PROGRAMS & PARTNERSHIPS

CWA is involved in many water-related partnerships and programs that aim to drive innovation of water technology while we broaden engagement, research, programming and membership, and to better accelerate cluster-based activities and advance CWA/Northeast Ohio as a leader within the national and international market. Our innovation challenge programming includes:

Smart Lake: The Smart Lake work leverages the urgency surrounding Harmful Algal Blooms (HABs) to build the first demonstration “Smart Lake,” a new breed of Smart & Connected Infrastructure that enables intelligent community water management. Lake Erie communities impacted by the toxins produced by HABs need an integrated solution to effectively quantify and manage this regional ecological crisis and the nutrient pollution that drives it.

Harmful Algal Bloom Warning SystemThe Cleveland Water Alliance (CWA), in partnership with the Great Lakes Observing System and LimnoTech, are working to transition Lake Erie’s early warning systems for harmful algae blooms to sustainable, operational form. Harmful algal blooms in general, and cyanobacterial harmful algal blooms in freshwater, are a global public health and environmental concern and can make water unsafe to drink. In 2014, toxins from HABs in Lake Erie made the water in Toledo undrinkable.  The is funded through the National Oceanic and Atmospheric Administration and its Integrated Ocean Observing System (IOOS) and is part of the Ocean Technology Transition project, whose aim is to speed theoretical technology into operation. The project will operationalize an online web portal for water quality data and augment existing instruments in the lake with new ones that can detect toxins before they reach treatment plants.

Internet of H2O: A recently completed $50k water innovation competition in partnership with DigitalC, US Ignite, and NSF, designed to bring out next-generation networking and sensor technology to take on the challenge of monitoring and managing nutrients in Lake Erie and beyond. We aspired to generate robust and resilient nutrient monitoring pilots with the potential to scale across the Great Lakes. As a follow-up to Erie Hack, design and develop an integrated solution that leverages software-defined networks (SDN) and Internet of Things (IoT) detection technology to monitor, predict, and/or manage phosphorus loading of Lake Erie and its impacts in real time. For more information and to register: Internet of H2O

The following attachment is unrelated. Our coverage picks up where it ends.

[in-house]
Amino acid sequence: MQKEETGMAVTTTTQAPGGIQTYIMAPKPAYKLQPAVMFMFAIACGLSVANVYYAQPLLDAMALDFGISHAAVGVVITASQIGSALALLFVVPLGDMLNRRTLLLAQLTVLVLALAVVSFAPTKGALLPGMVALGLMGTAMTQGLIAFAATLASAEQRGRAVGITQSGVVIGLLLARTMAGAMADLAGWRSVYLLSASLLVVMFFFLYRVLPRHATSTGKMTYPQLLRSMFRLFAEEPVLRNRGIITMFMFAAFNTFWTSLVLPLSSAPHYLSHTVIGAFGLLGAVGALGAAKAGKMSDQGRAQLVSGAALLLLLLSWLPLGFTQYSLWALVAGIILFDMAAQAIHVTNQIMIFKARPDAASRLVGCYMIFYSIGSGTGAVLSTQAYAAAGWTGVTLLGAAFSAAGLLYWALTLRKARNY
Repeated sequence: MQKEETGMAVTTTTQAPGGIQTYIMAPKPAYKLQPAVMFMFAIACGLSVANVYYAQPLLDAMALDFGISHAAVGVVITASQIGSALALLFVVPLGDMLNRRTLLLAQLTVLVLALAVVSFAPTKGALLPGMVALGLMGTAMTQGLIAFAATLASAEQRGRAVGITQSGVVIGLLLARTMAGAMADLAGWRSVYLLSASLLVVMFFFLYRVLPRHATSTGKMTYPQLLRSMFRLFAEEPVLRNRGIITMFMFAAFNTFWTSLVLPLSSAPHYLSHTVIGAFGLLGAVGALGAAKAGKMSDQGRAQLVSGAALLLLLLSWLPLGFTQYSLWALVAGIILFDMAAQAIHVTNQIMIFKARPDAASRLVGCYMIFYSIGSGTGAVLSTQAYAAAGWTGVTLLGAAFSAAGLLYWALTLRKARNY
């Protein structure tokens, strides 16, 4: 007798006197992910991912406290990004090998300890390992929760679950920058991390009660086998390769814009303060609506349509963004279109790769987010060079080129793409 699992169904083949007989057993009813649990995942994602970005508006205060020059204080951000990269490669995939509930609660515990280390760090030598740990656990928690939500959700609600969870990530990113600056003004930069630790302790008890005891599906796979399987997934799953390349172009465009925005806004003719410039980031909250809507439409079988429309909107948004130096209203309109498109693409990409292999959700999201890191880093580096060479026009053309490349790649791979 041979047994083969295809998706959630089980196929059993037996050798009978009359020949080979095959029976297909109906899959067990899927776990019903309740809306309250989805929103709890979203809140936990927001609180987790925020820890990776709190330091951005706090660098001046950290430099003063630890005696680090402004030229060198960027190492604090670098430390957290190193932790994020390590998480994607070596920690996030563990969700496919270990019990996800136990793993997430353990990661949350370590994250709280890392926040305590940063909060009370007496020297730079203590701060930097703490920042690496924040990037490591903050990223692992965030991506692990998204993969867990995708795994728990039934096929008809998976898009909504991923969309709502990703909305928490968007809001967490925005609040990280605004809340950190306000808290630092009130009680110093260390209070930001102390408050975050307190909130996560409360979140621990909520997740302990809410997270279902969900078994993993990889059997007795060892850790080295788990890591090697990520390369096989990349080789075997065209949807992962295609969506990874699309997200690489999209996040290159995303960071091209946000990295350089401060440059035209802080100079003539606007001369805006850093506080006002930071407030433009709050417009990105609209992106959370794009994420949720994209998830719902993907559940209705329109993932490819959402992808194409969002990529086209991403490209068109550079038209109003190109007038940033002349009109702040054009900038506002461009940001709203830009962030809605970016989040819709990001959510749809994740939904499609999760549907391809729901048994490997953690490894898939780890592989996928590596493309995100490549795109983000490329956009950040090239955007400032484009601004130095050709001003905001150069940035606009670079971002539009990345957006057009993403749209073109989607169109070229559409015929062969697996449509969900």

Eriehack.io: The Erie Hack 2017 was a $100k data and engineering water innovation competition that unites coders, developers, engineers, and water experts to generate enduring solutions to Lake Erie’s biggest challenges. In partnership with Detroit, Windsor, Toledo, Erie PA, Buffalo and Cleveland, you can ead about the winners here, and stay tuned for our next basin wide water innovation event for the second half of 2018!

In addition, CWA has many first to market water innovation acceleration partnerships with:


Bio- and Eco- Mimetic Water Innovation Program – ODNR OCR and BioHabitats

CWA has entered into two separate multi-year agreements with Great Lakes Biomimicry Institute, the University of Akron, and the Ohio Department of Natural Resource’s Coastal Advisory Department for Ph.D. research fellowships to begin work on new water innovation around multiple problem areas.

BIOMIMICRY INNOVATION RESEARCH PROJECT # 1:

A Partner Program of Cleveland Water Alliance, Biohabitats, Ohio DNR Office of Coastal Management. The Team believes that a Biomimicry Fellow focused on finding bio-inspired ways to improve urban coastal and nearshore water quality associated with stormwater runoff, point and non-point source discharges, and riverine/coastal erosion (shoreline stabilization) would greatly benefit both Lake Erie and the coastal region.

BIOMIMICRY INNOVATION RESEARCH PROJECT # 2:

A Partner Program of Cleveland Water Alliance, Ohio DNR Office of Coastal Management. Biomimicry Fellow to identify specific actions related to the attainment of specific nearshore management goals that include, but are not limited to: improving nearshore water quality, maintaining a sustainable fishery, enhancing coastal biodiversity, managing invasive species, protecting coastal sand resources, enhancing coastal resiliency, and promoting public access.

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